HALL OF FAME
E-Mail: Museum Director
Mr. George W. Gardiner
Director, Physical Science Lab
New Mexico State University
George W. Gardiner was born July 28, 1897. He attended
school at Charlottetown, Prince Edward Island, Canada until the start of World
War I. He enlisted in August 1914 and served the Canadian Army in England,
France and Germany. On returning he earned a Bachelor of Science degree in
1923 from Acadia University in Nova Scotia. In 1929 he earned a doctorate in
physics from Yale University.
In 1946 he founded the Physical Science Laboratory at
New Mexico State University and served as its director until his retirement in
1961. The lab was established to respond to requests for assistance by the
Army, Navy, and the Johns Hopkins University Applied Physics Laboratory (PSL).
Since 1946 the lab has been engaged in support of the White Sands mission.
One of Dr. Gardiner's first achievements was conceiving
and implementing a "skyscreen" after an errant Hermes II missile crashed
outside Juarez, Mexico. The skyscreen provided visible boundaries against the
sky through which observers checked each missile's trajectory. If there was a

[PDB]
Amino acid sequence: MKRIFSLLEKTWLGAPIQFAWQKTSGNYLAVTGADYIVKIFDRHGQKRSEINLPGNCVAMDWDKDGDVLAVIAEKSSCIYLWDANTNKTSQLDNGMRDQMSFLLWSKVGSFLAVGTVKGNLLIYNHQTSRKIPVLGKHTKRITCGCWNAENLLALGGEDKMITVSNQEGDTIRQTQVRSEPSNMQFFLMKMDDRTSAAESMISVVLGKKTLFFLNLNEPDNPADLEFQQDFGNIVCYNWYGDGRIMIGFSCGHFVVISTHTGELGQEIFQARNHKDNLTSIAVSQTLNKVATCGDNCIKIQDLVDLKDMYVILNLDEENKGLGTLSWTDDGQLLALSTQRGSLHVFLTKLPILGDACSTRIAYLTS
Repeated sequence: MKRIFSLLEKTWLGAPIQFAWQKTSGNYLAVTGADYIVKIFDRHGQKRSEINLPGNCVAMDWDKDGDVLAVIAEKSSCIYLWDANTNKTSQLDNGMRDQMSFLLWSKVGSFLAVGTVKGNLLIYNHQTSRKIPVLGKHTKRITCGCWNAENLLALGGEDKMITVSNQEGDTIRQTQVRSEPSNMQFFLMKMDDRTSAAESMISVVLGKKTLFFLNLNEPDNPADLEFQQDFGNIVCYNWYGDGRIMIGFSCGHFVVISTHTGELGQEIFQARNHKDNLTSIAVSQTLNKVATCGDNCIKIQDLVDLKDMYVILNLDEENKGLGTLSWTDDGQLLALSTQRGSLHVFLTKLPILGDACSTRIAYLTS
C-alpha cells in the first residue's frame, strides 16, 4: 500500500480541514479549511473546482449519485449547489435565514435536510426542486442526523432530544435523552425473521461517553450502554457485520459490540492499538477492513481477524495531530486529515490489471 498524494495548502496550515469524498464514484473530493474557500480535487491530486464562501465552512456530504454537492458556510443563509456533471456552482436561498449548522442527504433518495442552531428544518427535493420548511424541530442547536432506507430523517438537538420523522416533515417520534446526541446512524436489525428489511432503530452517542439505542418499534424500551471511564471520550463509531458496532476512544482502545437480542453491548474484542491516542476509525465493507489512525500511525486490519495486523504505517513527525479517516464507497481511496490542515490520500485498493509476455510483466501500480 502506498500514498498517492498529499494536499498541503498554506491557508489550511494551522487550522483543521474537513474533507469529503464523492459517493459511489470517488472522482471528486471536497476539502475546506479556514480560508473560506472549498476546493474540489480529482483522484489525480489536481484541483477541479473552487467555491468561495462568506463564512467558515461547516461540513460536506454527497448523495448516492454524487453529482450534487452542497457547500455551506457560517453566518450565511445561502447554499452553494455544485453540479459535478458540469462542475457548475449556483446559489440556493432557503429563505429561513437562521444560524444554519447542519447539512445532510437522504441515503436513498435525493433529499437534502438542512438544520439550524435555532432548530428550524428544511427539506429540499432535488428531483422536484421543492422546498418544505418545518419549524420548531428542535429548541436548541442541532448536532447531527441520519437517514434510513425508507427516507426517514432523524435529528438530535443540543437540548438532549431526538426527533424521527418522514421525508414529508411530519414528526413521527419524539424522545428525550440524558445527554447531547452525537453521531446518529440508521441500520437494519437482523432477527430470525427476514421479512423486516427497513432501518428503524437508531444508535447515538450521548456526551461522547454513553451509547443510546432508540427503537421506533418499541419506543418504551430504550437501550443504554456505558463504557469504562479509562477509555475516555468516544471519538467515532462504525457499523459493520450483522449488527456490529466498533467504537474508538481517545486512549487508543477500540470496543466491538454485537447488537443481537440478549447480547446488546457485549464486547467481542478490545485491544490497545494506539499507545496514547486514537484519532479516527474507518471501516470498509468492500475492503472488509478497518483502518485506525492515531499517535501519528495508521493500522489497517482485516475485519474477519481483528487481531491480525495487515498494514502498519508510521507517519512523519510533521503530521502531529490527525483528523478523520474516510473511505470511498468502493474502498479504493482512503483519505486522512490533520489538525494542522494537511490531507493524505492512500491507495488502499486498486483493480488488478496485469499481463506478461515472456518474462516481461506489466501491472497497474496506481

malfunction, radio commands could be sent to the missile to cut off the engine
or destruct it. It was the beginning of missile flight safety and led to
real-time impact prediction.
Under Gardiner's leadership, a close relationship
developed between the range and PSL. The outgrowth was on-board missile
instrumentation, telemetry systems, antenna design and testing, support of
atmospheric sciences and upper atmospheric investigation and the bui1ding of
probe and target missiles. In addition, Gardiner helped open the door for a
cooperative training program for students in engineering, mathematics, physics
and accounting at the range. Under the program students alternated six-month
work phases at White Sands with six-month on-campus study.
Gardiner died in December 1964. Gardiner Hall is a
Physics Department building at NMSU named in his honor.